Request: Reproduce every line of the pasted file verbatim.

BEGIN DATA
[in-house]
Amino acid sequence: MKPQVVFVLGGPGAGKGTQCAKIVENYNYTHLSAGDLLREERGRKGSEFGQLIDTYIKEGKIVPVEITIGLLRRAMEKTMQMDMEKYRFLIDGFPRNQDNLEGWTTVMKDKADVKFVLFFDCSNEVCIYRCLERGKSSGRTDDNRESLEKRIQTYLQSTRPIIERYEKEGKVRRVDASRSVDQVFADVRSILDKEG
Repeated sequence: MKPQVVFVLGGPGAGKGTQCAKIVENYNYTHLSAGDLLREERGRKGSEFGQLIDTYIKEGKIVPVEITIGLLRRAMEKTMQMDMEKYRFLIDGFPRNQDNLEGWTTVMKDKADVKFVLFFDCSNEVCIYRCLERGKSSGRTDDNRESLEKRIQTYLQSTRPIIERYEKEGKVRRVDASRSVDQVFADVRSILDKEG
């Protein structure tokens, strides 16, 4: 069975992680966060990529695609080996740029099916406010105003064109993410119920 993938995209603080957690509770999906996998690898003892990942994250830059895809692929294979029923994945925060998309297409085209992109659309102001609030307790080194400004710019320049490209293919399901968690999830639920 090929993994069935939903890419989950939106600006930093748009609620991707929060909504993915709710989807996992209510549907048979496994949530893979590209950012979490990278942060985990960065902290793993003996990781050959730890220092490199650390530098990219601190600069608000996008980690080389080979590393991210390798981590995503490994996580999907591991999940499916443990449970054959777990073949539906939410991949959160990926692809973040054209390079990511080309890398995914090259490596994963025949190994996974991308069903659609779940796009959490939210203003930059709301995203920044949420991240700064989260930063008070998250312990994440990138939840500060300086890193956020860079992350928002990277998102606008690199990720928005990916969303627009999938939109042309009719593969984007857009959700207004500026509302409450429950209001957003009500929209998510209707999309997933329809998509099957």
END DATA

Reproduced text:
[in-house]
Amino acid sequence: MKPQVVFVLGGPGAGKGTQCAKIVENYNYTHLSAGDLLREERGRKGSEFGQLIDTYIKEGKIVPVEITIGLLRRAMEKTMQMDMEKYRFLIDGFPRNQDNLEGWTTVMKDKADVKFVLFFDCSNEVCIYRCLERGKSSGRTDDNRESLEKRIQTYLQSTRPIIERYEKEGKVRRVDASRSVDQVFADVRSILDKEG
Repeated sequence: MKPQVVFVLGGPGAGKGTQCAKIVENYNYTHLSAGDLLREERGRKGSEFGQLIDTYIKEGKIVPVEITIGLLRRAMEKTMQMDMEKYRFLIDGFPRNQDNLEGWTTVMKDKADVKFVLFFDCSNEVCIYRCLERGKSSGRTDDNRESLEKRIQTYLQSTRPIIERYEKEGKVRRVDASRSVDQVFADVRSILDKEG
């Protein structure tokens, strides 16, 4: 069975992680966060990529695609080996740029099916406010105003064109993410119920 993938995209603080957690509770999906996998690898003892990942994250830059895809692929294979029923994945925060998309297409085209992109659309102001609030307790080194400004710019320049490209293919399901968690999830639920 090929993994069935939903890419989950939106600006930093748009609620991707929060909504993915709710989807996992209510549907048979496994949530893979590209950012979490990278942060985990960065902290793993003996990781050959730890220092490199650390530098990219601190600069608000996008980690080389080979590393991210390798981590995503490994996580999907591991999940499916443990449970054959777990073949539906939410991949959160990926692809973040054209390079990511080309890398995914090259490596994963025949190994996974991308069903659609779940796009959490939210203003930059709301995203920044949420991240700064989260930063008070998250312990994440990138939840500060300086890193956020860079992350928002990277998102606008690199990720928005990916969303627009999938939109042309009719593969984007857009959700207004500026509302409450429950209001957003009500929209998510209707999309997933329809998509099957």